Jason Skinner captures life in Lunenburg. (photo courtesy Jason Skinner)

NSCAD grads go rural

Residency program brings art workshops to small towns

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The Nova Scotia School of Art and Design is branching out. Two recent graduates represent the NSCAD Community Studio Residency Program at the 2012 Annual Arts and Crafts Trade Show in Halifax.

Jason Skinner and Annalise Prodor both graduated with a bachelor of fine arts from NSCAD in 2011. Since graduating from their program Skinner has been working out of Lunenburg and Prodor out of New Glasgow. They are two of six grad-students in total, three working in New Glasgow and three working in Lunenburg, who have been participating in the residency programs throughout the past year.

The works being featured in the showcase are all done by the six graduates. Skinner, originally from the Toronto area has been working on  a series of paintings about what's important to people in small communities. He has three major pieces of art representing his findings including a painting themed around the post office and another themed around the library.

The piece featured today is themed around the Lunenburg Farmers' Market. The painting is like a collage. There are colorful vegetables and fruits, children, families, jams and a number of quotes spoken by people at the market; "the market punctuates the week."

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The Lunenburg farmers market painted by Jason Skinner. (photo courtesy Jason Skinner)

"People say my work represents the heart of the town, the glue that keeps Lunenburg together," says Skinner.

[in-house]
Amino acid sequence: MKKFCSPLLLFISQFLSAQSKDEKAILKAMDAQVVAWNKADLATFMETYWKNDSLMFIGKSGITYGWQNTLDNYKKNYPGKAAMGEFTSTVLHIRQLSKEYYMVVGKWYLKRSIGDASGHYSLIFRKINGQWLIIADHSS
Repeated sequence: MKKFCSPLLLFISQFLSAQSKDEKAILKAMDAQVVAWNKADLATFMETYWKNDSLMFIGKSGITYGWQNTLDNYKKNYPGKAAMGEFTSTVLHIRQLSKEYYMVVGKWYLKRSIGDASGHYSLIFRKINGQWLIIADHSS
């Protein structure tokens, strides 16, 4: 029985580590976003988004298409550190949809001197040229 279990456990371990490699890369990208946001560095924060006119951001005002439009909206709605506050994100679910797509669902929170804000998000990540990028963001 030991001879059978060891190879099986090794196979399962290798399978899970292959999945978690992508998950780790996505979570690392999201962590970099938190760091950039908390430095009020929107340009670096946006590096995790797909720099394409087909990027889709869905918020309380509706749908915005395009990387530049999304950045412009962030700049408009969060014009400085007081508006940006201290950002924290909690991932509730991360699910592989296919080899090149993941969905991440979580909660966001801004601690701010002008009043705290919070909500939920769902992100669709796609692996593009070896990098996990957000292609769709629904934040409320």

Their booth is one of hundreds being showcased throughout the three-day event. They are surrounded by paintings and ceramics of various shapes and sizes, including tea sets and abstracts.

Branching out

The NSCAD residency program provides recent graduate students with a free studio space in either Lunenburg or New Glasgow.  Other than the studio space, the recent graduates are on their own to provide for their room, board and food, so most of them work part time jobs.  

"Part of the agreement," says Skinner, "is we put on community workshops as well as workshops for the school."

Both of the municipalities of Lunenburg and New Glasgow have been helpful and supportive of the program, says Prodor. Skinner, who recently worked with Grade Primary students teaching them how to mix their colours, has been living above the fire hall in Lunenburg; his next workshop will be a yoga life drawing class in March featuring a yoga instructor and a nude model.

Prodor says she's sick of "just painting" and has been experimenting with video projection.  Her featured work at the tradeshow incorporates video projection, painting and fabrics, creating a fairly abstract piece.   

"I never go into a piece knowing what it's going to look like," says Prodor who describes her recent projects.  "I like giving clues to draw people onto my work, but I leave it so people interprate the piece on their own.  They're going to do it anyway, why not encourage them to do it."

The painting was drawn using inverted, blow-up and projected images onto canvas. Layers and texture make the work feel unique and not "just" a painting.  

The NSCAD booth stands out at the craft show, as part of their contract with the university, Skinner and Prodor committed to setting up a booth at the event. The pieces displayed in their booth lean on the side of fine art, whereas the rest of the exhibits are more craft based by comparison, and are looking to be bought out and mass produced.

The NSCAD residency program is relatively new.  Lunenburg is in its sixth year and New Glasgow is in its first. New plans for a program to be set up in Sydney, Cape Breton in 2012-13 are underway. While the program has largely slipped under the radar, the university is making a concerted effort to branch out across the Maritimes, bringing workshops and opportunity to rural communities


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